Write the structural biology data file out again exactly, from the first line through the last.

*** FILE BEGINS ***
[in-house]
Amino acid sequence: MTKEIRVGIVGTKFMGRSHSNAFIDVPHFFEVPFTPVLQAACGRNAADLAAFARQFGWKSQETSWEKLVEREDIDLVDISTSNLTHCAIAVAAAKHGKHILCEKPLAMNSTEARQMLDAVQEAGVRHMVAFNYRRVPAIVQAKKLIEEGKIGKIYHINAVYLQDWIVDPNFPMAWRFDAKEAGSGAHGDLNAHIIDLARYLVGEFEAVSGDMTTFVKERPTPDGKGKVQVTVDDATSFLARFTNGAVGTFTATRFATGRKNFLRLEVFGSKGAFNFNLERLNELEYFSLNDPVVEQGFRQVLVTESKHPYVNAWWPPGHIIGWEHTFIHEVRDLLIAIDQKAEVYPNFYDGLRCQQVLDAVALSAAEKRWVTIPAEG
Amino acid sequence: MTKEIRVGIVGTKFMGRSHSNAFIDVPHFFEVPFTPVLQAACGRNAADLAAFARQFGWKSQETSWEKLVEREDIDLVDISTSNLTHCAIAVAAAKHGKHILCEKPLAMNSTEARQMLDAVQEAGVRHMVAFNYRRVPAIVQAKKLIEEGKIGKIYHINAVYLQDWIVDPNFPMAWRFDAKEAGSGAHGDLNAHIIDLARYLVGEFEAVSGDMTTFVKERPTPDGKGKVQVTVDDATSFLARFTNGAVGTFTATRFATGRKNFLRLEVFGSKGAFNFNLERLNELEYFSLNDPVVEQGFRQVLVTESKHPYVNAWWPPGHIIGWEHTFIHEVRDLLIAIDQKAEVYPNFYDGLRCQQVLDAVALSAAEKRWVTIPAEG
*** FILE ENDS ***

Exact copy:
[in-house]
Amino acid sequence: MTKEIRVGIVGTKFMGRSHSNAFIDVPHFFEVPFTPVLQAACGRNAADLAAFARQFGWKSQETSWEKLVEREDIDLVDISTSNLTHCAIAVAAAKHGKHILCEKPLAMNSTEARQMLDAVQEAGVRHMVAFNYRRVPAIVQAKKLIEEGKIGKIYHINAVYLQDWIVDPNFPMAWRFDAKEAGSGAHGDLNAHIIDLARYLVGEFEAVSGDMTTFVKERPTPDGKGKVQVTVDDATSFLARFTNGAVGTFTATRFATGRKNFLRLEVFGSKGAFNFNLERLNELEYFSLNDPVVEQGFRQVLVTESKHPYVNAWWPPGHIIGWEHTFIHEVRDLLIAIDQKAEVYPNFYDGLRCQQVLDAVALSAAEKRWVTIPAEG
Amino acid sequence: MTKEIRVGIVGTKFMGRSHSNAFIDVPHFFEVPFTPVLQAACGRNAADLAAFARQFGWKSQETSWEKLVEREDIDLVDISTSNLTHCAIAVAAAKHGKHILCEKPLAMNSTEARQMLDAVQEAGVRHMVAFNYRRVPAIVQAKKLIEEGKIGKIYHINAVYLQDWIVDPNFPMAWRFDAKEAGSGAHGDLNAHIIDLARYLVGEFEAVSGDMTTFVKERPTPDGKGKVQVTVDDATSFLARFTNGAVGTFTATRFATGRKNFLRLEVFGSKGAFNFNLERLNELEYFSLNDPVVEQGFRQVLVTESKHPYVNAWWPPGHIIGWEHTFIHEVRDLLIAIDQKAEVYPNFYDGLRCQQVLDAVALSAAEKRWVTIPAEG